Any adventure worth its salt is unpredictable. It makes the highs all the sweeter, knowing you’ve stumbled across a hidden gem, stars aligned to give you an experience that cannot be replicated at the drop of a hat. Lady luck wasn’t on our side that day though.
We were all lined up to be greeted by spectacular panoramic views, however the weather had other ideas and instead we found ourselves stuck in the clouds, mizzle our constant companion throughout the climb. The weather was incredibly moody and this gave us our silver lining. Stopping at a forested picnic spot, the mist created a beautifully calm ambiance among the trees, water droplets covering the undergrowth which gave the whole scene and incredibly lush welcoming feel to the place.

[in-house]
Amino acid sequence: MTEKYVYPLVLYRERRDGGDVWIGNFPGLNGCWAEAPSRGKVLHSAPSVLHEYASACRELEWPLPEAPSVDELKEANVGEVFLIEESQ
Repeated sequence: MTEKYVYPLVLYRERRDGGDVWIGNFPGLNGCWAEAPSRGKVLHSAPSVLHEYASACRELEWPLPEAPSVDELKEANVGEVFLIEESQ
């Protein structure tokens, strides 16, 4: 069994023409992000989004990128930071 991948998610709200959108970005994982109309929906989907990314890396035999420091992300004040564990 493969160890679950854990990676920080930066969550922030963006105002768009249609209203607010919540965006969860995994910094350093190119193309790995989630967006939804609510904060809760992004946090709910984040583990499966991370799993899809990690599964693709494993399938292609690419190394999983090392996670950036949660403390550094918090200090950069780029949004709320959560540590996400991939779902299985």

Not often you get such an experience in Africa, with the last time I remember experiencing something similar being in Kings Canyon National Park, California. With this being South African summer I hadn’t exactly anticipated such weather and was certainly not dressed for the occasion, however I wasn’t going to let the opportunity pass me by and slipped away from the group for a short time, drinking in the forest scenery around me and snapping away on my camera.
Sometimes on the greatest of road trips a moment or two alone can offer an experience that would be ruined when shared with even the best of friends and this was certainly one such moment. A moment that wouldn’t have happened without the somewhat miserable weather too.